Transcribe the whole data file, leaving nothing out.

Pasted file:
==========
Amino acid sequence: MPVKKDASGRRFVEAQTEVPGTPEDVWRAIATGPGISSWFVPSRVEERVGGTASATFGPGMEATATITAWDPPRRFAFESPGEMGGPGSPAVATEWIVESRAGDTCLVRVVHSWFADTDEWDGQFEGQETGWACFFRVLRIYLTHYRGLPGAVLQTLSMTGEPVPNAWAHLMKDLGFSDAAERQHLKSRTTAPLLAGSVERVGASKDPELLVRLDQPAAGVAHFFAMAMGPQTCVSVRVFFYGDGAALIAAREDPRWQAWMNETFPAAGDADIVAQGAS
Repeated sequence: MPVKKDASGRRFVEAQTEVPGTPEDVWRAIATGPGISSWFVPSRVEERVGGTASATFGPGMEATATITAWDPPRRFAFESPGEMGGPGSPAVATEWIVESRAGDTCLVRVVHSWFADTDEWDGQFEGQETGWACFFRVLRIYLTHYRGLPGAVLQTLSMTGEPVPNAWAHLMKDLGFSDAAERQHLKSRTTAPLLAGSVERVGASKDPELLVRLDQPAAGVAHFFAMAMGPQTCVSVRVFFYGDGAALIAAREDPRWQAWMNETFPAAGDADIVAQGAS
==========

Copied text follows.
Amino acid sequence: MPVKKDASGRRFVEAQTEVPGTPEDVWRAIATGPGISSWFVPSRVEERVGGTASATFGPGMEATATITAWDPPRRFAFESPGEMGGPGSPAVATEWIVESRAGDTCLVRVVHSWFADTDEWDGQFEGQETGWACFFRVLRIYLTHYRGLPGAVLQTLSMTGEPVPNAWAHLMKDLGFSDAAERQHLKSRTTAPLLAGSVERVGASKDPELLVRLDQPAAGVAHFFAMAMGPQTCVSVRVFFYGDGAALIAAREDPRWQAWMNETFPAAGDADIVAQGAS
Repeated sequence: MPVKKDASGRRFVEAQTEVPGTPEDVWRAIATGPGISSWFVPSRVEERVGGTASATFGPGMEATATITAWDPPRRFAFESPGEMGGPGSPAVATEWIVESRAGDTCLVRVVHSWFADTDEWDGQFEGQETGWACFFRVLRIYLTHYRGLPGAVLQTLSMTGEPVPNAWAHLMKDLGFSDAAERQHLKSRTTAPLLAGSVERVGASKDPELLVRLDQPAAGVAHFFAMAMGPQTCVSVRVFFYGDGAALIAAREDPRWQAWMNETFPAAGDADIVAQGAS